Doorway to Wat Ratburana (Ratchaburana) - Ayutthaya, Thailand

Doorway to Wat Ratburana (Ratchaburana) - Ayutthaya, Thailand

Doorway to Wat Ratburana (Ratchaburana) - Ayutthaya, Thailand


“Et cetera, et cetera, et cetera!”
-King of Siam from the movie “The King and I”


Wat Ratburana or Ratchaburana was founded in 1424 to house the cremated remains of King Intharacharthirat (pronounce that fifty times). All was tranquil in the Kingdom of Siam until 1957 when grave robbers broke in and looted priceless gold relics buried alongside him. Most of the relics were later recovered and you can see them today in the Chao Sam Phraya Museum.

Et cetera, et cetera, et cetera!

What is this? The History Channel?

At the main entrance of the wat (temple) you will see the main prang (the largest one in Ayutthaya), or tower, framed perfectly by the doorway of the grand hall. Simply stand there and click the shutter button. Life as a travel photographer can be so easy!

At the base of the tower I climbed a small set of steps where I had excellent views of the ancient city of Ayutthaya. Nearby was a staircase where I descended into a crypt full of ancient murals. It was definitely an Indiana Jones experience minus the satchel (sorry I carry around a Think Tank Photo Shape Shifter backpack).

Check back for more of my Thailand adventures!

Happy Travels!

Text and photo copyright by ©Sam Antonio Photography

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Taken on: 23rd June, 2012. Copyright: All Rights Reserved - See Sam Antonio Photography's page of Flickr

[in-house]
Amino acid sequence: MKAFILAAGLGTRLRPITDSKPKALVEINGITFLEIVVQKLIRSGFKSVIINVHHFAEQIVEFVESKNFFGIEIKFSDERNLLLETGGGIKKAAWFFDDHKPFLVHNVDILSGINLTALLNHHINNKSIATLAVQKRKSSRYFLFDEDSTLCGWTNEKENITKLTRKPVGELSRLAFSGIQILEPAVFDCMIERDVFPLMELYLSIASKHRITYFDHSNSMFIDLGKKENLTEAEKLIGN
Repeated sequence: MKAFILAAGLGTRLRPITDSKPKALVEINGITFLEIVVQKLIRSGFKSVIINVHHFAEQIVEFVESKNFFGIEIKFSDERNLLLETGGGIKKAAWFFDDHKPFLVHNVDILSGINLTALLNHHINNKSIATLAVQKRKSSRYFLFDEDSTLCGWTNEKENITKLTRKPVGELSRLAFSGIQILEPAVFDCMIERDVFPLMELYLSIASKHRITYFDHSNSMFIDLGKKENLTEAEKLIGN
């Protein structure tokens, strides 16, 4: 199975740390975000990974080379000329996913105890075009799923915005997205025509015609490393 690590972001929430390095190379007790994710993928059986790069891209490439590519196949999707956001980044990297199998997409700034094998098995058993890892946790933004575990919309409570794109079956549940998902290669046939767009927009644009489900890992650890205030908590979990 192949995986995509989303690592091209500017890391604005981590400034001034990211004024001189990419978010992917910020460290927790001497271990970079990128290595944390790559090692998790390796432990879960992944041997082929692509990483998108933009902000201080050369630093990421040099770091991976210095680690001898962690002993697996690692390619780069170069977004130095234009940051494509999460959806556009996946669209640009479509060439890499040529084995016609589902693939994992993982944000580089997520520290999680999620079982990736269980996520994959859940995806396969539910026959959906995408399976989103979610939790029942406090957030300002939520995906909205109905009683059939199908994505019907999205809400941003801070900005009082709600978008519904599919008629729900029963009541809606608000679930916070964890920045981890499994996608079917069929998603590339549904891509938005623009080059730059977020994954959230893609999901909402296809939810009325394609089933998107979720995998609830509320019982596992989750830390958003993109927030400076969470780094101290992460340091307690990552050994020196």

Read more about Ayutthaya

Set at the conjunction of the Lopburi, Prasak and Chao Phraya rivers, the storied city of Ayutthaya was founded in 1350 by King U-Thong and served as the capital of what was the predecessor to the Siamese empire and modern Thailand.

Over the next 417 years it was ruled by 33 kings and repelled 23 Burmese invasions, before the Burmese finally succeeded in razing it to the ground in 1767. At its height, Ayutthaya was surrounded by a 12-kilometre-long wall which was five metres thick and six metres high and boasted 99 gates, brick and clay roads and canals to transport water into the city.

By all reports Ayutthaya was stunning and rivalled most European capitals of the time. The city was a major centre not only of Thai civilisation but also Asian, Middle Eastern and even European arts, culture and trade. A number of foreign communities thrived in the city, chief among them the Chinese, Japanese, Vietnamese, Indian, Persian, Portuguese, Dutch and French. As other ... Read our complete Ayutthaya travel guide

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